Saturday 22nd June: After a brief ray of hope from the SADC Summit in Maputo, the week since then has seen prospects of free and fair elections again dimming as Zanu PF refuses to implement agreed reforms. The Vigil learns Morgan Tsvangirai and Welshman Ncube were left kicking their heels at State House for three hours on Friday, waiting vainly for Mugabe to pitch up for a crucial meeting. What the Vigil would have liked to see from Tsvangirai and Ncube is a decision to present an ultimatum to Zanu PF and SADC: no reforms, no elections. The Vigil was joined by MDC members, as well as ROHR and Zimbabwe We Can supporters. Their signatures quickly filled pages of our newly-launched petition: ‘Zimbabweans in the diaspora and supporters call on political parties at home not to take part in the forthcoming elections unless Zanu PF implements the reforms demanded by SADC at its summit in Maputo on 15th June 2013. We believe that, unless these reforms are made, the results of the elections will not be credible’.

Thursday 27th June: Vigil supporters took part in a demonstration outside the Embassy to mark the fifth anniversary of the abortive presidential run-off. Centrepiece of the demonstration was a stark ‘tree of hope’ on which were hung messages wishing for free and fair and non-violent elections written on red paper roses by people who had called at our regular Saturday Vigil. The tree was then taken to Southwark Cathedral and installed there by the Sub-Dean, Canon Bruce Saunders, who led us in prayers for peace and justice in Zimbabwe.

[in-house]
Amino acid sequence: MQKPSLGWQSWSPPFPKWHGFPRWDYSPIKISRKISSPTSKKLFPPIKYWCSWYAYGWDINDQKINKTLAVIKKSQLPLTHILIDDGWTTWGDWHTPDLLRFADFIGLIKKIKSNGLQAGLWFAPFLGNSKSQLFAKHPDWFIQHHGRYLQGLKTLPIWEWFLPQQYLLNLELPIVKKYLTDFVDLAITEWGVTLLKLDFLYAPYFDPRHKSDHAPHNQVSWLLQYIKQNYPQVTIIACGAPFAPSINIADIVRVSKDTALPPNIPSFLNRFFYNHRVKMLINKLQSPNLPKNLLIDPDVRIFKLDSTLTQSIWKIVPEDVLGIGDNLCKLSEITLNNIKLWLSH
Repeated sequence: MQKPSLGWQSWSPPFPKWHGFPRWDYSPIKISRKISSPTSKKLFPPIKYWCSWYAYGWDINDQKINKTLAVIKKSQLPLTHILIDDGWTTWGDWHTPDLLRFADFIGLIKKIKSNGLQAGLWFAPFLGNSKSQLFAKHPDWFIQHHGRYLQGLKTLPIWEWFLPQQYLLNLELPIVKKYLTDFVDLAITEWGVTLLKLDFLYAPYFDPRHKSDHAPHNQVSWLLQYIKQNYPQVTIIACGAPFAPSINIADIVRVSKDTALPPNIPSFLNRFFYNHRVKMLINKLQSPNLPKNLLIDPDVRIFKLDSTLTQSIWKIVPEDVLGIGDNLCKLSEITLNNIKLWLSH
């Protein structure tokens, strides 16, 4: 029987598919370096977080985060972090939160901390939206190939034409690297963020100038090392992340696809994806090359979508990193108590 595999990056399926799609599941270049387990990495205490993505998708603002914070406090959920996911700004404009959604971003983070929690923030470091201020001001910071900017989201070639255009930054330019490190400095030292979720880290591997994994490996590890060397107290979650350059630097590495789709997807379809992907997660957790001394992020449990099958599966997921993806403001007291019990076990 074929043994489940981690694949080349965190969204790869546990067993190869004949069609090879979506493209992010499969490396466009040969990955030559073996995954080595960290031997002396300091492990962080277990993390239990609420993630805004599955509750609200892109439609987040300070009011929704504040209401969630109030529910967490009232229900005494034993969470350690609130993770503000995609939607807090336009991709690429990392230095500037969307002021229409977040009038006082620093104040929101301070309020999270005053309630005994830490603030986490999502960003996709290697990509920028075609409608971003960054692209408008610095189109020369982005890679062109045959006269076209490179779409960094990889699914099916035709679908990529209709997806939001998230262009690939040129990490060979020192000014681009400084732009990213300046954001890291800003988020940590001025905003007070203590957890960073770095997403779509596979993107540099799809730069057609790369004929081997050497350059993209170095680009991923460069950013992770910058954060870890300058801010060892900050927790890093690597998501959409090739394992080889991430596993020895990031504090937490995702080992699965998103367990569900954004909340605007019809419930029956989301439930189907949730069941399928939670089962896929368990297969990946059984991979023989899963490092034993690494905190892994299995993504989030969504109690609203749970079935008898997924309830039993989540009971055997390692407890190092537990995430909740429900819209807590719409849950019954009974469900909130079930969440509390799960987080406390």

Saturday 29th June: Regular supporter Peter Sidindi condemned African leaders for being taken in by Mugabe’s revolutionary posturing when he was exactly the opposite of a freedom fighter. Ephraim Tapa, leader of ROHR and the We Can Movement said that as from today we were without a parliament and without reforms ahead of the coming elections.


For latest Vigil pictures check: Please note: Vigil photos can only be downloaded from our Flickr website.


FOR THE RECORD:  50 signed the register.



  • Zimbabwe Yes We Can meeting. Saturday 18th January from 12 noon. Venue: Strand Continental Hotel (first floor lounge), 143 Strand, London WC2R 1JA. The Strand is the same road as the Vigil. From the Vigil it’s about a 10 minute walk, in the direction away from Trafalgar Square. The Strand Continental is situated on the south side of the Strand between Somerset House and the turn off onto Waterloo Bridge. The entrance is marked by a big sign high above and a sign for its famous Indian restaurant at street level. It's next to a newsagent. Nearest underground: Temple (District and Circle lines) and Holborn.

  • Zimbabwe Action Forum (ZAF). Saturday 18th January 2014 from 6.15 pm. Venue: Strand Continental Hotel (first floor lounge), 143 Strand, London WC2R 1JA. For directions see entry above.

  • Next Swaziland Vigil. Saturday 25th January from 10 am to 1 pm outside the Swaziland High Commission, 20 Buckingham Gate, London SW1E 6LB.

  • Zimbabwe Vigil Highlights 2012 can be viewed on this link: Links to previous years’ highlights are listed on 2012 Highlights page.

  • The Restoration of Human Rights in Zimbabwe (ROHR) is the Vigil’s partner organization based in Zimbabwe. ROHR grew out of the need for the Vigil to have an organization on the ground in Zimbabwe which reflected the Vigil’s mission statement in a practical way. ROHR in the UK actively fundraises through membership subscriptions, events, sales etc to support the activities of ROHR in Zimbabwe. Please note that the official website of ROHR Zimbabwe is Any other website claiming to be the official website of ROHR in no way represents the views and opinions of ROHR.

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Zimbabweans United for Democracy (ZUNDE). For more information about this organisation, check: